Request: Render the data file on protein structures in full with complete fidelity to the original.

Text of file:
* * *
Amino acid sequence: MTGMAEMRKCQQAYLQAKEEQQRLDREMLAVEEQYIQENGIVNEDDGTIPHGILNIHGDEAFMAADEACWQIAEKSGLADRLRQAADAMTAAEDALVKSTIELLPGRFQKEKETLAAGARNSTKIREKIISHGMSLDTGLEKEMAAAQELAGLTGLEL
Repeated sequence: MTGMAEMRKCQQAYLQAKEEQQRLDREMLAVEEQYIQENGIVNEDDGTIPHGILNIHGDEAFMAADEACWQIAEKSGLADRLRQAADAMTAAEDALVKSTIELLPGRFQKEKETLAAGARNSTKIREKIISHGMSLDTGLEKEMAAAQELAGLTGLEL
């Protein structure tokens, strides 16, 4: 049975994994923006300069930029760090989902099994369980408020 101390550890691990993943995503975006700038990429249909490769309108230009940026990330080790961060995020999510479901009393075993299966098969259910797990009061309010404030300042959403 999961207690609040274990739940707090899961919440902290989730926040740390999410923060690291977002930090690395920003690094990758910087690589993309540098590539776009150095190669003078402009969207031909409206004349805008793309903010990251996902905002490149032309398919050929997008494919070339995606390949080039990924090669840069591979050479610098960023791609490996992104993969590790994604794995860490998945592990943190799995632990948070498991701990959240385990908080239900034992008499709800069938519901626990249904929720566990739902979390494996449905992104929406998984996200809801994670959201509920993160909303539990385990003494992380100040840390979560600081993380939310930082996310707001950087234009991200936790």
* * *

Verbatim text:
Amino acid sequence: MTGMAEMRKCQQAYLQAKEEQQRLDREMLAVEEQYIQENGIVNEDDGTIPHGILNIHGDEAFMAADEACWQIAEKSGLADRLRQAADAMTAAEDALVKSTIELLPGRFQKEKETLAAGARNSTKIREKIISHGMSLDTGLEKEMAAAQELAGLTGLEL
Repeated sequence: MTGMAEMRKCQQAYLQAKEEQQRLDREMLAVEEQYIQENGIVNEDDGTIPHGILNIHGDEAFMAADEACWQIAEKSGLADRLRQAADAMTAAEDALVKSTIELLPGRFQKEKETLAAGARNSTKIREKIISHGMSLDTGLEKEMAAAQELAGLTGLEL
């Protein structure tokens, strides 16, 4: 049975994994923006300069930029760090989902099994369980408020 101390550890691990993943995503975006700038990429249909490769309108230009940026990330080790961060995020999510479901009393075993299966098969259910797990009061309010404030300042959403 999961207690609040274990739940707090899961919440902290989730926040740390999410923060690291977002930090690395920003690094990758910087690589993309540098590539776009150095190669003078402009969207031909409206004349805008793309903010990251996902905002490149032309398919050929997008494919070339995606390949080039990924090669840069591979050479610098960023791609490996992104993969590790994604794995860490998945592990943190799995632990948070498991701990959240385990908080239900034992008499709800069938519901626990249904929720566990739902979390494996449905992104929406998984996200809801994670959201509920993160909303539990385990003494992380100040840390979560600081993380939310930082996310707001950087234009991200936790």